warning set fire to it. Now the women parade through the streets in the lingerie my wife
gave them, begging for alms and bewailing their husbands' deaths. There is little that can
be done, though the people of the City have set up a fund for the wives, not one has
accepted the charity. It seems in many ways, for the City at least, to have been a disaster
relatively self-contained, as a flame might die beneath a glass because of want of oxygen.
I'm touching up the mural's final scene, where the City ascends into the light of
God's Glory with rocket thrusters that have been placed beneath the earth's crust,
spiriting the City and its futuristically dressed inhabitants to eternal splendor. I'm
touching up the halos of the robot servants, when she comes up behind me.
Soon, we're curled up on the floor of our room in the hotel, kissing one another' s
necks. She says that there is a wild unhappiness within her. That stones cannot break it,
and through the damp air her voice wavers, and she asks for forgiveness, and I imagine
that I have wronged her and apologize. She's heard what has happened, but though it
bears down on us, we can think of nothing but ourselves. We swear to one another that
we will never err again, and in the afternoon, we pass the women and the efforts of their
work and make our way down toward the beach, intent upon washing away our sorrow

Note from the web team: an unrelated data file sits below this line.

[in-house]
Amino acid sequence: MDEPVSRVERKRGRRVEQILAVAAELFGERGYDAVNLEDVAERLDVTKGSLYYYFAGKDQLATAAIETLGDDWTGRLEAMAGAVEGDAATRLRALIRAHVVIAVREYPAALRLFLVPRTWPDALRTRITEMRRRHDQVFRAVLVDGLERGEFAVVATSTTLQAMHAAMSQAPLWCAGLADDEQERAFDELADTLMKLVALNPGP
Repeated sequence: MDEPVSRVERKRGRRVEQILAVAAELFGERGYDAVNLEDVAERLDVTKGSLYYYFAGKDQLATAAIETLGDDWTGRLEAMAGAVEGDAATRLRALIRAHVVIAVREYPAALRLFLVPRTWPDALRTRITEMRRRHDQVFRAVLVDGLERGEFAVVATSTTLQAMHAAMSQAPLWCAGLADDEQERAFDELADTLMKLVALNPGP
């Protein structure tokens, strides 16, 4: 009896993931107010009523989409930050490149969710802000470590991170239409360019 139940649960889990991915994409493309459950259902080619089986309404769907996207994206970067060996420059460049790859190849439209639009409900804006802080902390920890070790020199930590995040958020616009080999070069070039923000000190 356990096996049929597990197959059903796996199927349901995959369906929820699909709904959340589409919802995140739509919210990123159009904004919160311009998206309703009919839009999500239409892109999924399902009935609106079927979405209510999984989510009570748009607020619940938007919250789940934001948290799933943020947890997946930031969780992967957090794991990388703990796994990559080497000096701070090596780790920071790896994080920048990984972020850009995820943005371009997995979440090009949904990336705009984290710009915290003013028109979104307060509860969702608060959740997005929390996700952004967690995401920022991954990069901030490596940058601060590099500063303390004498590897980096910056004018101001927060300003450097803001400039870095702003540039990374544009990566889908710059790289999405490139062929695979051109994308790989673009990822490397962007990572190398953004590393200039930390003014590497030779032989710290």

before our departure. Experienced swimmers, we wade into the waters until we become
accustomed to the cold, then lie on our backs, letting the current move beneath us, letting
the water tickle our feet and ears as it laps around us. We stare back at the shore and the
white of the cliffs, which seem to loom over us, growing until we can see little else. Then
we're gradually being swept south along the coast until, raising our heads, we look back
at the white cliffs, which to us looks much like a moon settling on the distant shore, and
we stare for some time without desire at the sky, the clouds, the water, until we tire and
return to shore.
This town is destroying itself and my wife still wants to stay separated. She
doesn't know what she wants, but she says it's better for the baby this way. She says the
baby wants the separation. She says since she caught me in the grips of my piano teacher,
this blonde woman who teaches music at the middle school named Sandy Mettinger, she
can't stand to be around me, can't even bear to keep me around for protection in case all
those men loitering around town--laid off from the factory I once managed--decide to
try to take her and my baby away, in case they decide to shake off their sadness and dole
out the hurt. It's started already. The shift supervisor, Dewey Redding, lost his wife Julia
to them less than a week ago. After hearing the front door slam he got to the bedroom
window just in time to see Julia chucking her red leather suitcase into the trunk of this
gentleman's Nissan, and later Dewey found the note pinned to the refrigerator, which
said only that she was leaving the old for the new, that an opportunity for change was
desired and found. Au Revoir and all that.
And there are worse things. Just last month the men killed the owner's nephew.
They did it right in the street, and the man died with his trench coat swirling around him,
falling over him as if a veil, falling right under the glow of the lamps like in a movie. I